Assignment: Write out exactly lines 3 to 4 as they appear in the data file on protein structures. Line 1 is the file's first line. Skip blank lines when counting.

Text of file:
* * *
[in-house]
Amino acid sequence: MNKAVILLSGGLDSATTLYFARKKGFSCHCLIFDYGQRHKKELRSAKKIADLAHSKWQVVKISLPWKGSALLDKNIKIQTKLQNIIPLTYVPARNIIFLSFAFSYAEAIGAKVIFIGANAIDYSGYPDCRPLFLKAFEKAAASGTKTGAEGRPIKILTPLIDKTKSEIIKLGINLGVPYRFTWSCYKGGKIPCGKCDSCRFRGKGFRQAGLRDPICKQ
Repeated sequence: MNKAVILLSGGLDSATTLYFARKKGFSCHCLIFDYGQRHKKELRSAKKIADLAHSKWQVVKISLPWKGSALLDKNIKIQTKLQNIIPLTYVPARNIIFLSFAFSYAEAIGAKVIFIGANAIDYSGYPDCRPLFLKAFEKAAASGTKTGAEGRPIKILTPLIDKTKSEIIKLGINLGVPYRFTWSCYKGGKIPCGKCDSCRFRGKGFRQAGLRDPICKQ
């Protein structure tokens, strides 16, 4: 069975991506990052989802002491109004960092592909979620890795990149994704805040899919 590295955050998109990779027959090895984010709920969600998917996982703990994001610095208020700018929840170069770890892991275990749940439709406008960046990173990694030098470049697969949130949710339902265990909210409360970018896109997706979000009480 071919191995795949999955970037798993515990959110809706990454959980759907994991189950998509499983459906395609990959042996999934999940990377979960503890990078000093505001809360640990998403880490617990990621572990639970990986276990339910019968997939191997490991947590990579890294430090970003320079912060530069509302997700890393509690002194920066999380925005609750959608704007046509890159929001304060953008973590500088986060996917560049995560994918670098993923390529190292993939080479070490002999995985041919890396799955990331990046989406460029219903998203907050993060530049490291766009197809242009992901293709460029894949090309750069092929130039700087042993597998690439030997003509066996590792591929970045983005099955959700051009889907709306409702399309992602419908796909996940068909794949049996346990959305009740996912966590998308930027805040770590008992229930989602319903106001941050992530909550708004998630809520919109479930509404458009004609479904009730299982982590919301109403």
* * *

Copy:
Repeated sequence: MNKAVILLSGGLDSATTLYFARKKGFSCHCLIFDYGQRHKKELRSAKKIADLAHSKWQVVKISLPWKGSALLDKNIKIQTKLQNIIPLTYVPARNIIFLSFAFSYAEAIGAKVIFIGANAIDYSGYPDCRPLFLKAFEKAAASGTKTGAEGRPIKILTPLIDKTKSEIIKLGINLGVPYRFTWSCYKGGKIPCGKCDSCRFRGKGFRQAGLRDPICKQ
């Protein structure tokens, strides 16, 4: 069975991506990052989802002491109004960092592909979620890795990149994704805040899919 590295955050998109990779027959090895984010709920969600998917996982703990994001610095208020700018929840170069770890892991275990749940439709406008960046990173990694030098470049697969949130949710339902265990909210409360970018896109997706979000009480 071919191995795949999955970037798993515990959110809706990454959980759907994991189950998509499983459906395609990959042996999934999940990377979960503890990078000093505001809360640990998403880490617990990621572990639970990986276990339910019968997939191997490991947590990579890294430090970003320079912060530069509302997700890393509690002194920066999380925005609750959608704007046509890159929001304060953008973590500088986060996917560049995560994918670098993923390529190292993939080479070490002999995985041919890396799955990331990046989406460029219903998203907050993060530049490291766009197809242009992901293709460029894949090309750069092929130039700087042993597998690439030997003509066996590792591929970045983005099955959700051009889907709306409702399309992602419908796909996940068909794949049996346990959305009740996912966590998308930027805040770590008992229930989602319903106001941050992530909550708004998630809520919109479930509404458009004609479904009730299982982590919301109403």